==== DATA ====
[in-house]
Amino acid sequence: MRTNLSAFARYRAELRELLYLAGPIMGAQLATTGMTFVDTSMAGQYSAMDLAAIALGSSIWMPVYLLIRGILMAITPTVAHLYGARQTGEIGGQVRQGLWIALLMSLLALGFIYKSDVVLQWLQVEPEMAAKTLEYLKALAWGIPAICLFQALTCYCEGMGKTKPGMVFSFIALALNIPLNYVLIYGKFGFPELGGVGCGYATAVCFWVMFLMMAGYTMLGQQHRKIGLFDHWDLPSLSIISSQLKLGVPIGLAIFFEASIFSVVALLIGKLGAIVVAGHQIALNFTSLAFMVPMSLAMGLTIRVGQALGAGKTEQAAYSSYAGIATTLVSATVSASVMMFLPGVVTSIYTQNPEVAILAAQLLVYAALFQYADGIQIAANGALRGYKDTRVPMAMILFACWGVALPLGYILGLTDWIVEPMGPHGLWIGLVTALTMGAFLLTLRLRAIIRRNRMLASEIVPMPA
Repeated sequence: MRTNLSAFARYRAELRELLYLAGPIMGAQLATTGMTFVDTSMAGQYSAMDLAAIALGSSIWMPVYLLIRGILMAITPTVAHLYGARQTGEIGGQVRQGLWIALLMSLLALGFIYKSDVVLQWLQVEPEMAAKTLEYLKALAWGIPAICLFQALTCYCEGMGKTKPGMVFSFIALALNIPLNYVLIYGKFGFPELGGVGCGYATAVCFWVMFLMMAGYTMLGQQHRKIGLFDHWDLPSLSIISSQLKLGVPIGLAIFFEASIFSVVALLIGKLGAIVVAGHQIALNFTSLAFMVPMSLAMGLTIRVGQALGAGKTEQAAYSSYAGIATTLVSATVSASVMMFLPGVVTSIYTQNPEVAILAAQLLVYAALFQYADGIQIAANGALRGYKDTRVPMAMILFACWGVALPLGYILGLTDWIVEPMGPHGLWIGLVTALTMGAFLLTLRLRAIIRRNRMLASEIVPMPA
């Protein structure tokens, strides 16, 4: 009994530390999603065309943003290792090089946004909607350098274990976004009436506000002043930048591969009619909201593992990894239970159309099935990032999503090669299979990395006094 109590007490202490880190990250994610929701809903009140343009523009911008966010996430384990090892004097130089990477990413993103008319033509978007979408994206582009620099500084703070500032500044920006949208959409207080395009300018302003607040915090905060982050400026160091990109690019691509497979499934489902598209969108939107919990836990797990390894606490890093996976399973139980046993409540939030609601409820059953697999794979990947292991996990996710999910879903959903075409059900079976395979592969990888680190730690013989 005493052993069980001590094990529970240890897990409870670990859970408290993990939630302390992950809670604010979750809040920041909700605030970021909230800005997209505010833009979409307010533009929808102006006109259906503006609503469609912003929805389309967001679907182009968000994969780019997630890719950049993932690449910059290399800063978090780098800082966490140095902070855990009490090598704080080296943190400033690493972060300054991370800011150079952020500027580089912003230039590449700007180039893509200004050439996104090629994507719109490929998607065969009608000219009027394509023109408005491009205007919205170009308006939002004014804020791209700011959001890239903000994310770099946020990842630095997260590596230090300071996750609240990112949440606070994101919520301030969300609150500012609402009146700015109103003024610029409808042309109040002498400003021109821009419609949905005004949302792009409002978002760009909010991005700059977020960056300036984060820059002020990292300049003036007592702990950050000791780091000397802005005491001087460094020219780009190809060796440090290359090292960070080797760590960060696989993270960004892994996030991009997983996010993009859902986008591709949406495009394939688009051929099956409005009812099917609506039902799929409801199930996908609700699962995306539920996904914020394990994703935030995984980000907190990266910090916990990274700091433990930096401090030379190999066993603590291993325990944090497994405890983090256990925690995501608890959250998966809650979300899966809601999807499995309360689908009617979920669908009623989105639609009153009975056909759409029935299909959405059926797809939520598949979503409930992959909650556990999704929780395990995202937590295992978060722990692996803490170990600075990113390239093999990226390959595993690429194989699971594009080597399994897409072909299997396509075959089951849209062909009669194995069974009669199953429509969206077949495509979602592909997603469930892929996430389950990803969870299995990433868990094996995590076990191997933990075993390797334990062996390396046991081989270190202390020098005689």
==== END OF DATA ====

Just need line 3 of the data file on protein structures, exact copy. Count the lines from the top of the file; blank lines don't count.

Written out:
Repeated sequence: MRTNLSAFARYRAELRELLYLAGPIMGAQLATTGMTFVDTSMAGQYSAMDLAAIALGSSIWMPVYLLIRGILMAITPTVAHLYGARQTGEIGGQVRQGLWIALLMSLLALGFIYKSDVVLQWLQVEPEMAAKTLEYLKALAWGIPAICLFQALTCYCEGMGKTKPGMVFSFIALALNIPLNYVLIYGKFGFPELGGVGCGYATAVCFWVMFLMMAGYTMLGQQHRKIGLFDHWDLPSLSIISSQLKLGVPIGLAIFFEASIFSVVALLIGKLGAIVVAGHQIALNFTSLAFMVPMSLAMGLTIRVGQALGAGKTEQAAYSSYAGIATTLVSATVSASVMMFLPGVVTSIYTQNPEVAILAAQLLVYAALFQYADGIQIAANGALRGYKDTRVPMAMILFACWGVALPLGYILGLTDWIVEPMGPHGLWIGLVTALTMGAFLLTLRLRAIIRRNRMLASEIVPMPA